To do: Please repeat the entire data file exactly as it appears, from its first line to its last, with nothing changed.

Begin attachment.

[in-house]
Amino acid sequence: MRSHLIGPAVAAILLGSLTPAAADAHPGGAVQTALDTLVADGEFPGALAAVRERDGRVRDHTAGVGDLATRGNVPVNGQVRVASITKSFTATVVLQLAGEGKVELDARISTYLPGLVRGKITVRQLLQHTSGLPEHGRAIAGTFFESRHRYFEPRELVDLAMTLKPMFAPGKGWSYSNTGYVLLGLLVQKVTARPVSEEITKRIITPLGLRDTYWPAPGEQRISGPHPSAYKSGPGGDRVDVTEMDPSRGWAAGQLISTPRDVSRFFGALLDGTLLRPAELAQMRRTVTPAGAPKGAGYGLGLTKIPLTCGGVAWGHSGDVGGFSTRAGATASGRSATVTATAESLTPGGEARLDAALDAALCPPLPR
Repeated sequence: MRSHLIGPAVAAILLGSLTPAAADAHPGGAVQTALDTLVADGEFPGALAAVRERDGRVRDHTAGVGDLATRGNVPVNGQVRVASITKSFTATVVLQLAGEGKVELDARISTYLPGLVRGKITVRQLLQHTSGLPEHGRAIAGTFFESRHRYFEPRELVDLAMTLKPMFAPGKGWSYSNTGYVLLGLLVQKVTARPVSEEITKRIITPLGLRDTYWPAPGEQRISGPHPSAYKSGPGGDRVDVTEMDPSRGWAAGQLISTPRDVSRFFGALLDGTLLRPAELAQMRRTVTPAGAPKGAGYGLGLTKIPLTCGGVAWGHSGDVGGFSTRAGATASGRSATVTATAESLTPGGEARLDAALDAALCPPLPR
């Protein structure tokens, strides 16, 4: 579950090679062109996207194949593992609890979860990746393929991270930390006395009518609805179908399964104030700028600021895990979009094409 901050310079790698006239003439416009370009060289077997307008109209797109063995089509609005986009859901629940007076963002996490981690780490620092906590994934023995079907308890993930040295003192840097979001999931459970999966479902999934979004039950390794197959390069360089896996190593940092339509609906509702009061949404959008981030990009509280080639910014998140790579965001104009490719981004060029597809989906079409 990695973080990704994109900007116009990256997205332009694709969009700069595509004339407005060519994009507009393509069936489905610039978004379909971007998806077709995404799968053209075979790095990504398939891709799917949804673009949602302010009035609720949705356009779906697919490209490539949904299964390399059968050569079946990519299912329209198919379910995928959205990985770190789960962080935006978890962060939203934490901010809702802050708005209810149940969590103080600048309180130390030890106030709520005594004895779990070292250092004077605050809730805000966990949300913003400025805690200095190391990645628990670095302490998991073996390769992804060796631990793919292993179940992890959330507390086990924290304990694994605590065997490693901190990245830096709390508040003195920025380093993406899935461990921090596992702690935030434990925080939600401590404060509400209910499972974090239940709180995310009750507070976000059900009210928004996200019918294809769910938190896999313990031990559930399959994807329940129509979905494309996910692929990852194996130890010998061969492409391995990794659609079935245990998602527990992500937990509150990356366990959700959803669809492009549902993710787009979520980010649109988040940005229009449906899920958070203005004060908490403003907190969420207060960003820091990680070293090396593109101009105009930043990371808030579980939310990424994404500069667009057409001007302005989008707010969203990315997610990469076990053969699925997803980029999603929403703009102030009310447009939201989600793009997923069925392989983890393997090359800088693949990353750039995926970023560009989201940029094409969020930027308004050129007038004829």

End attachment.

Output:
[in-house]
Amino acid sequence: MRSHLIGPAVAAILLGSLTPAAADAHPGGAVQTALDTLVADGEFPGALAAVRERDGRVRDHTAGVGDLATRGNVPVNGQVRVASITKSFTATVVLQLAGEGKVELDARISTYLPGLVRGKITVRQLLQHTSGLPEHGRAIAGTFFESRHRYFEPRELVDLAMTLKPMFAPGKGWSYSNTGYVLLGLLVQKVTARPVSEEITKRIITPLGLRDTYWPAPGEQRISGPHPSAYKSGPGGDRVDVTEMDPSRGWAAGQLISTPRDVSRFFGALLDGTLLRPAELAQMRRTVTPAGAPKGAGYGLGLTKIPLTCGGVAWGHSGDVGGFSTRAGATASGRSATVTATAESLTPGGEARLDAALDAALCPPLPR
Repeated sequence: MRSHLIGPAVAAILLGSLTPAAADAHPGGAVQTALDTLVADGEFPGALAAVRERDGRVRDHTAGVGDLATRGNVPVNGQVRVASITKSFTATVVLQLAGEGKVELDARISTYLPGLVRGKITVRQLLQHTSGLPEHGRAIAGTFFESRHRYFEPRELVDLAMTLKPMFAPGKGWSYSNTGYVLLGLLVQKVTARPVSEEITKRIITPLGLRDTYWPAPGEQRISGPHPSAYKSGPGGDRVDVTEMDPSRGWAAGQLISTPRDVSRFFGALLDGTLLRPAELAQMRRTVTPAGAPKGAGYGLGLTKIPLTCGGVAWGHSGDVGGFSTRAGATASGRSATVTATAESLTPGGEARLDAALDAALCPPLPR
């Protein structure tokens, strides 16, 4: 579950090679062109996207194949593992609890979860990746393929991270930390006395009518609805179908399964104030700028600021895990979009094409 901050310079790698006239003439416009370009060289077997307008109209797109063995089509609005986009859901629940007076963002996490981690780490620092906590994934023995079907308890993930040295003192840097979001999931459970999966479902999934979004039950390794197959390069360089896996190593940092339509609906509702009061949404959008981030990009509280080639910014998140790579965001104009490719981004060029597809989906079409 990695973080990704994109900007116009990256997205332009694709969009700069595509004339407005060519994009507009393509069936489905610039978004379909971007998806077709995404799968053209075979790095990504398939891709799917949804673009949602302010009035609720949705356009779906697919490209490539949904299964390399059968050569079946990519299912329209198919379910995928959205990985770190789960962080935006978890962060939203934490901010809702802050708005209810149940969590103080600048309180130390030890106030709520005594004895779990070292250092004077605050809730805000966990949300913003400025805690200095190391990645628990670095302490998991073996390769992804060796631990793919292993179940992890959330507390086990924290304990694994605590065997490693901190990245830096709390508040003195920025380093993406899935461990921090596992702690935030434990925080939600401590404060509400209910499972974090239940709180995310009750507070976000059900009210928004996200019918294809769910938190896999313990031990559930399959994807329940129509979905494309996910692929990852194996130890010998061969492409391995990794659609079935245990998602527990992500937990509150990356366990959700959803669809492009549902993710787009979520980010649109988040940005229009449906899920958070203005004060908490403003907190969420207060960003820091990680070293090396593109101009105009930043990371808030579980939310990424994404500069667009057409001007302005989008707010969203990315997610990469076990053969699925997803980029999603929403703009102030009310447009939201989600793009997923069925392989983890393997090359800088693949990353750039995926970023560009989201940029094409969020930027308004050129007038004829």